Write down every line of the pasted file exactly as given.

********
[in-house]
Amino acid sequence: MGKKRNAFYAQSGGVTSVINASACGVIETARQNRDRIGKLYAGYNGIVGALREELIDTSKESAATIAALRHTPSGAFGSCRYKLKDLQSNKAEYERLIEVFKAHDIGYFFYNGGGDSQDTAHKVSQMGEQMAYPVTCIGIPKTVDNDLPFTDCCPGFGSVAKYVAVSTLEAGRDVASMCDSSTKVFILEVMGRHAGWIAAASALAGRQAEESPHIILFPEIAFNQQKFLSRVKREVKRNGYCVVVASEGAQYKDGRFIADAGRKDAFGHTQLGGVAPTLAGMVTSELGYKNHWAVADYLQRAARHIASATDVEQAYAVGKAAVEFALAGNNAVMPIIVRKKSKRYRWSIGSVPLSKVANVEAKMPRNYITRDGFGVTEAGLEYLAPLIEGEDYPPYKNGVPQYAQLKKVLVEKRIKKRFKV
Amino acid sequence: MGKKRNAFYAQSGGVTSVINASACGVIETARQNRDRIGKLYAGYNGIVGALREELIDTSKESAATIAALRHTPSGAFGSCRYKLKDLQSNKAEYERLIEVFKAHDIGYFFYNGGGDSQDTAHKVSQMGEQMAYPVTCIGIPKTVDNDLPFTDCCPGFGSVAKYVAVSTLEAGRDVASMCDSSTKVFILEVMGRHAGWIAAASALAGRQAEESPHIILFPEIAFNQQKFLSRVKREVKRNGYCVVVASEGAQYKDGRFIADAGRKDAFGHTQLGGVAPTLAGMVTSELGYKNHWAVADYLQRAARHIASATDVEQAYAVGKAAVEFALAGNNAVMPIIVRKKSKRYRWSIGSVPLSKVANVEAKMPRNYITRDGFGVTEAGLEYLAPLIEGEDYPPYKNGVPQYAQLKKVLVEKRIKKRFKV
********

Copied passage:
[in-house]
Amino acid sequence: MGKKRNAFYAQSGGVTSVINASACGVIETARQNRDRIGKLYAGYNGIVGALREELIDTSKESAATIAALRHTPSGAFGSCRYKLKDLQSNKAEYERLIEVFKAHDIGYFFYNGGGDSQDTAHKVSQMGEQMAYPVTCIGIPKTVDNDLPFTDCCPGFGSVAKYVAVSTLEAGRDVASMCDSSTKVFILEVMGRHAGWIAAASALAGRQAEESPHIILFPEIAFNQQKFLSRVKREVKRNGYCVVVASEGAQYKDGRFIADAGRKDAFGHTQLGGVAPTLAGMVTSELGYKNHWAVADYLQRAARHIASATDVEQAYAVGKAAVEFALAGNNAVMPIIVRKKSKRYRWSIGSVPLSKVANVEAKMPRNYITRDGFGVTEAGLEYLAPLIEGEDYPPYKNGVPQYAQLKKVLVEKRIKKRFKV
Amino acid sequence: MGKKRNAFYAQSGGVTSVINASACGVIETARQNRDRIGKLYAGYNGIVGALREELIDTSKESAATIAALRHTPSGAFGSCRYKLKDLQSNKAEYERLIEVFKAHDIGYFFYNGGGDSQDTAHKVSQMGEQMAYPVTCIGIPKTVDNDLPFTDCCPGFGSVAKYVAVSTLEAGRDVASMCDSSTKVFILEVMGRHAGWIAAASALAGRQAEESPHIILFPEIAFNQQKFLSRVKREVKRNGYCVVVASEGAQYKDGRFIADAGRKDAFGHTQLGGVAPTLAGMVTSELGYKNHWAVADYLQRAARHIASATDVEQAYAVGKAAVEFALAGNNAVMPIIVRKKSKRYRWSIGSVPLSKVANVEAKMPRNYITRDGFGVTEAGLEYLAPLIEGEDYPPYKNGVPQYAQLKKVLVEKRIKKRFKV